The brief accounts of torture, slaughter, and destruction inflicted on Tibet by China here humble you, and one must ask if China's advances economically and socially rest indeed on a legacy of rapine and plunder no less savage than that done by imperialists elsewhere. The Tibetans-- facing capitulation or extermination-- have been left with little choice. Despite the claims that many modern nations admire non-violent resistance more than revolution against tyranny, which countries stand by Tibet today? Out of all the United Nations in 1950, only El Salvador sponsored, as Laird shows years ago, a resolution in the UN condemning China's invasion, and such protests mattered in the long run about as much as may a few banner-waving activists in the Olympic Stadium a few days ago, I suppose, vs. the clout that 1.3 billion people hold over the silence of 6 million natives of Tibet. I hope I am disproved in the future.

One intriguing aspect of this story of overwhelming force vs. principled resistance emerges in how the Dalai Lama had to survive with next to nothing of worldliness or a knowledge of realpolitik let alone the outside world when he had to deal with being a prize captive-- or hostage so to speak-- of Mao and his minions in the early 1950s. Laird prods the Dalai Lama to reveal more of his own reactions to this dangerous diplomatic situation in which he suddenly found himself. Eager manipulations and nimble retellings of history by the PRC belie their frequent mendacity regarding the status of Tibet today and historically. What the Dalai Lama articulates historically-- in talks with Laird-- as a patron-priest relationship of Tibetan rulers with their Chinese contacts and Mongol emissaries, akin to popes and emperors in medieval Europe, becomes more the predecessor for the Mongol-Tibetan and then Chinese-Tibetan power-sharing rather than the hegemony willed by China, past and present.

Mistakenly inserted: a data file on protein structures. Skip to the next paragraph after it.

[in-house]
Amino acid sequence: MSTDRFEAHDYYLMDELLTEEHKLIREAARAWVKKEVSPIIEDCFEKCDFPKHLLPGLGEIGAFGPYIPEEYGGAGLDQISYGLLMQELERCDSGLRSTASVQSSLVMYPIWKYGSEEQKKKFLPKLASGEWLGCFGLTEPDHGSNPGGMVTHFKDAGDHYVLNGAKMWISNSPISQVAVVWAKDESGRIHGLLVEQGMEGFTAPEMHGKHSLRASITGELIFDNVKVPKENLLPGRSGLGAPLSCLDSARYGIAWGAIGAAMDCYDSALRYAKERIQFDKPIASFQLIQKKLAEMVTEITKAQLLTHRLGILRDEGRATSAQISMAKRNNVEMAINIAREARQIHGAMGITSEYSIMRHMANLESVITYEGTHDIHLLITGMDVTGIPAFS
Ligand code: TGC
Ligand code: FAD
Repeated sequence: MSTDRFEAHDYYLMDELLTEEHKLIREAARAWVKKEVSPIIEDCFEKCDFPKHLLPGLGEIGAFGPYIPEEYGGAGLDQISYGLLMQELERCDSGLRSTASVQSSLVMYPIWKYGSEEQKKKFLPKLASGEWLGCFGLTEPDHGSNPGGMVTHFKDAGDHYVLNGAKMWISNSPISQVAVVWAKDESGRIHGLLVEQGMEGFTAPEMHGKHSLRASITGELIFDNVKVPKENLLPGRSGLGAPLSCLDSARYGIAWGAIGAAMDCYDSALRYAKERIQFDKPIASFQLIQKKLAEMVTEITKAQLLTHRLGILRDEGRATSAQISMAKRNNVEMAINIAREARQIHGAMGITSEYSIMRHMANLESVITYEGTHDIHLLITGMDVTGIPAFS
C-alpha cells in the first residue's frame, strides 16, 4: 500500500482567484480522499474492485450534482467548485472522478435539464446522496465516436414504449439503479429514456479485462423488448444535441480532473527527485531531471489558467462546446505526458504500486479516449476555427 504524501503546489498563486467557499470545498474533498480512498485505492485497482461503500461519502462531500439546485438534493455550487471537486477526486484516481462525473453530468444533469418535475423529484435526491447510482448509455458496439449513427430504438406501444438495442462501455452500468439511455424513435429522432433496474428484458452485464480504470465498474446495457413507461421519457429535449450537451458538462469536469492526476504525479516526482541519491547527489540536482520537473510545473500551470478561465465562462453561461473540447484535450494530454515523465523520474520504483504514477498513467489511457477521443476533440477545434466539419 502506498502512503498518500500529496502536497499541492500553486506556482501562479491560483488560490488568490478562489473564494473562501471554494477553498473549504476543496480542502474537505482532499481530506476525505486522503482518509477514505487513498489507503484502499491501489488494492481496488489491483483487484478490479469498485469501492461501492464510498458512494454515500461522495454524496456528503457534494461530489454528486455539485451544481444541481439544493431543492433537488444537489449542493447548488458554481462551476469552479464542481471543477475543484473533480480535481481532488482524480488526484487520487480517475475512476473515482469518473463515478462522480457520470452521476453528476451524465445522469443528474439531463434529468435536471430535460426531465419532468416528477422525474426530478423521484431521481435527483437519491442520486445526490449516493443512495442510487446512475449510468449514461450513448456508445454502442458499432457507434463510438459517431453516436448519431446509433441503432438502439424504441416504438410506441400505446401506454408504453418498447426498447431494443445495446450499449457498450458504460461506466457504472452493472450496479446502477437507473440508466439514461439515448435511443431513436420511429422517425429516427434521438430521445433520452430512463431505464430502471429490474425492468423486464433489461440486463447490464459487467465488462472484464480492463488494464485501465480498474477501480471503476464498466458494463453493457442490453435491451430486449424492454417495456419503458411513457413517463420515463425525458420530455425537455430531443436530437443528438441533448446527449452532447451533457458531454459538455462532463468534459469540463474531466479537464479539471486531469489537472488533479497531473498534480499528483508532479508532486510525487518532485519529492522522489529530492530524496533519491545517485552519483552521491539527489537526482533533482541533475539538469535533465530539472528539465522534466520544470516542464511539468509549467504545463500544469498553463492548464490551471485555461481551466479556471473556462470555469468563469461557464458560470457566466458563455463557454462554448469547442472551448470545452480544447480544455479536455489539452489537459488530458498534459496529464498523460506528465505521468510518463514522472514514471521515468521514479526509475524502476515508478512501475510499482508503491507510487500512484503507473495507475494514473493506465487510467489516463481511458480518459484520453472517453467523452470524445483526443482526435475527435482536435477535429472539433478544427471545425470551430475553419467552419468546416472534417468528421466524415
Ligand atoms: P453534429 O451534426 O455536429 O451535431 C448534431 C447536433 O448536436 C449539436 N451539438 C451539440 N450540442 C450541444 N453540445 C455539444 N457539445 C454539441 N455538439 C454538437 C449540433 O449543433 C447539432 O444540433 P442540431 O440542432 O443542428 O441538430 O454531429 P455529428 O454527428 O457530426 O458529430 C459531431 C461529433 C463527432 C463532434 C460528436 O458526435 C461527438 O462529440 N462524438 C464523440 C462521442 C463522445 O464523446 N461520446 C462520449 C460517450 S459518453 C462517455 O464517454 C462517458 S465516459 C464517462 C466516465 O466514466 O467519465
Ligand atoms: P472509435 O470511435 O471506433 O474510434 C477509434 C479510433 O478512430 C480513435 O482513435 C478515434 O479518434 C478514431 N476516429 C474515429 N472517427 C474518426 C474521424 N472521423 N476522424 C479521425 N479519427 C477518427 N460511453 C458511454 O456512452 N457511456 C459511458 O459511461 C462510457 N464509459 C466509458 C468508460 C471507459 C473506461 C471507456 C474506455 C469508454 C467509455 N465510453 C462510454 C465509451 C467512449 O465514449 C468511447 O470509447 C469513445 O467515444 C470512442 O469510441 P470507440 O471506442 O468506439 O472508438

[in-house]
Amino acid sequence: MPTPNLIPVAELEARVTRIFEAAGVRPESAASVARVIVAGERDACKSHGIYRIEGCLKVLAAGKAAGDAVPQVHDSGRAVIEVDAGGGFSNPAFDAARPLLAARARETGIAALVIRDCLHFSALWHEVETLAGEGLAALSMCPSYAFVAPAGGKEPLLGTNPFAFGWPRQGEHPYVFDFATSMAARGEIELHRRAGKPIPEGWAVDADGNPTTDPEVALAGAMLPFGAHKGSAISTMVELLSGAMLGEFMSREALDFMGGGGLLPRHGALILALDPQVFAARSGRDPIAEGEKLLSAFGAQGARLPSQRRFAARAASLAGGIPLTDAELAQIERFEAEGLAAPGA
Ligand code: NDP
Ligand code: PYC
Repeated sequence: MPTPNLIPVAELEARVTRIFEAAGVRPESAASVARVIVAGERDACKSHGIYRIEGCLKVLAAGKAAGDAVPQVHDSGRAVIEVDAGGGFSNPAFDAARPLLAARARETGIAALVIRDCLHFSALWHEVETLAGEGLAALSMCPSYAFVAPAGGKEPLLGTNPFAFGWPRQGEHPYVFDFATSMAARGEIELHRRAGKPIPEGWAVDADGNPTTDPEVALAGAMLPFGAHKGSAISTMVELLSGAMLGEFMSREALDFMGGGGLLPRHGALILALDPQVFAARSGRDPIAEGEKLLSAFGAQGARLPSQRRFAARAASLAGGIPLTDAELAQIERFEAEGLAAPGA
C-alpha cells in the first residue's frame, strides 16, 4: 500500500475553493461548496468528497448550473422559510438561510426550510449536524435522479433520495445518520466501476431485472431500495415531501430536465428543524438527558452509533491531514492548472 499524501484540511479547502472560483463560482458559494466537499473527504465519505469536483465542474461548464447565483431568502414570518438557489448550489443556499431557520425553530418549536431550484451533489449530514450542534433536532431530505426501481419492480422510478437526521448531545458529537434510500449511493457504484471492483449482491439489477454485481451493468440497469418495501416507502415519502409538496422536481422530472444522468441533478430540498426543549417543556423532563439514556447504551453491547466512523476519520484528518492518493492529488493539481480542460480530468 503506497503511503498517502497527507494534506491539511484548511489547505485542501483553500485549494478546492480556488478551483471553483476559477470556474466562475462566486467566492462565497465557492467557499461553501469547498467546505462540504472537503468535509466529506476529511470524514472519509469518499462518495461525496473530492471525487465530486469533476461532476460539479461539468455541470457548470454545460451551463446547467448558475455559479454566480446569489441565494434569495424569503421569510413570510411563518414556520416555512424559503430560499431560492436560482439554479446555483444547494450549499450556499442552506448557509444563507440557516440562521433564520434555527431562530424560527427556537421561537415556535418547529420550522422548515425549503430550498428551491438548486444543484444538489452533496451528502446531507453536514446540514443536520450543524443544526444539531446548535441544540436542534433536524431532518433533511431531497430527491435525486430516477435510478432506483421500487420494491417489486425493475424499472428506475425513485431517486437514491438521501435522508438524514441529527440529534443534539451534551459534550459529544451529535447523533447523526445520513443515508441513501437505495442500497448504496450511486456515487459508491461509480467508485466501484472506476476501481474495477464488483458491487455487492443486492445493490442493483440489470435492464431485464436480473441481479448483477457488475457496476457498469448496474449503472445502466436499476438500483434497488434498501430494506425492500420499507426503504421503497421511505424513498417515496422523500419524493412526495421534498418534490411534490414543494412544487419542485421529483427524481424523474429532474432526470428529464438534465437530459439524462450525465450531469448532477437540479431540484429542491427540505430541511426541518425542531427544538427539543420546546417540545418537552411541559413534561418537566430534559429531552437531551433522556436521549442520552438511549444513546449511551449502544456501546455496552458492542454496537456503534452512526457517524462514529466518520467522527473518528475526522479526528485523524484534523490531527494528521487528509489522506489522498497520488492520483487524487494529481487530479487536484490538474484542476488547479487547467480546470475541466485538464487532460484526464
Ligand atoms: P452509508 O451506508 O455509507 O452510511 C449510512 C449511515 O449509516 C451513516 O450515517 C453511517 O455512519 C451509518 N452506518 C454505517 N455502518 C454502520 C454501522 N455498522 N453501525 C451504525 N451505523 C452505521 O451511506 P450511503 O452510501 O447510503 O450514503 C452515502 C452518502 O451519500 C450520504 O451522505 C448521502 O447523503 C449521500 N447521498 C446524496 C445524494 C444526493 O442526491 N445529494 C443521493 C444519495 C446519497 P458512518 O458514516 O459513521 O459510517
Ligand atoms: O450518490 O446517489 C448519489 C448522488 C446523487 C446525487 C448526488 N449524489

Regarding critiques by other (Amazon US, where this was posted today) reviewers, I found that Laird never strikes a worshipful tone or a credulous stance towards what the Dalai Lama explains or what Tibet's defenders counter. Laird gives as good as he gets, and he holds his own ground against what he regards now and then as the naivete or intransigence of his formidable interlocutor, one of the very few people alive who, as Laird comments, has dealt with every president from FDR on. The Dalai Lama and Laird talked at length over a period of years, but they never become over-familiar. It's a meeting of two smart people, rather than inspirational claptrap, conversational blather, or pat platitudes. It's a study in how the world works, vs. how some of us less wordly would like it to work.

The appeal of Buddhism also permeates parts of the Dalai Lama's exchanges with Laird, a skeptic at best. Even he is moved by the compassion the Dalai Lama embodies. He sees what we cannot: a double vision of the common and the uncommon. This fits not only with Buddhism acceptance of transience and impermanence, but with, as Laird cleverly shows, many Westerners in their acceptance of the Resurrection despite its clashing with "facts." If billions can believe in the rising of one from the dead despite our everyday knowledge that what's dead stays dead, then, looking at Tibet through the Dalai Lama's eyes, we can better perceive the multiple perspective appreciated by him and other Buddhist adepts.

Such similarities and contrasts with our own culture and mindsets make this one of the book's strongest appeals for readers curious, unfamiliar, or mystified by the continuing appeal of Tibet in the judgment and dreams of so much of the world today. Tibet's not a mystical playground, but it has amassed a cultural patrimony and spiritual legacy worth preserving, and its defense should -- in an idealistic world again-- remain our priority even in our debased condition! You don't have to be Buddhist to learn many lessons here.